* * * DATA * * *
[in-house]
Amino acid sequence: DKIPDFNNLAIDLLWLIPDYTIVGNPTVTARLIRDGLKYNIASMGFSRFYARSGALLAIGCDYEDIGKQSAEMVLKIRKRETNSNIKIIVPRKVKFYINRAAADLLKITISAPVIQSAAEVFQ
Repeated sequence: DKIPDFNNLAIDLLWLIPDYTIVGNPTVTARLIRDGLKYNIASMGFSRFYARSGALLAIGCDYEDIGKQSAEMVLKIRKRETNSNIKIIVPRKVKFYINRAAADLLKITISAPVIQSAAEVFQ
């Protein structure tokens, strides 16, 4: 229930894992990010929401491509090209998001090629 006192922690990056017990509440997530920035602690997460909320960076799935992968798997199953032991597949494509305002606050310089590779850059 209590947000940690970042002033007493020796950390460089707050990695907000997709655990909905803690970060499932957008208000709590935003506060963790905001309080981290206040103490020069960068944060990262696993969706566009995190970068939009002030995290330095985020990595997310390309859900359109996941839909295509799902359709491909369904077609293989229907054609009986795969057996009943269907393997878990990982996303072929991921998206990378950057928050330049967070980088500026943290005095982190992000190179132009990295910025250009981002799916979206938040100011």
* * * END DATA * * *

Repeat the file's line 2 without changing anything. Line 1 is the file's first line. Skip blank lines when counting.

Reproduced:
Amino acid sequence: DKIPDFNNLAIDLLWLIPDYTIVGNPTVTARLIRDGLKYNIASMGFSRFYARSGALLAIGCDYEDIGKQSAEMVLKIRKRETNSNIKIIVPRKVKFYINRAAADLLKITISAPVIQSAAEVFQ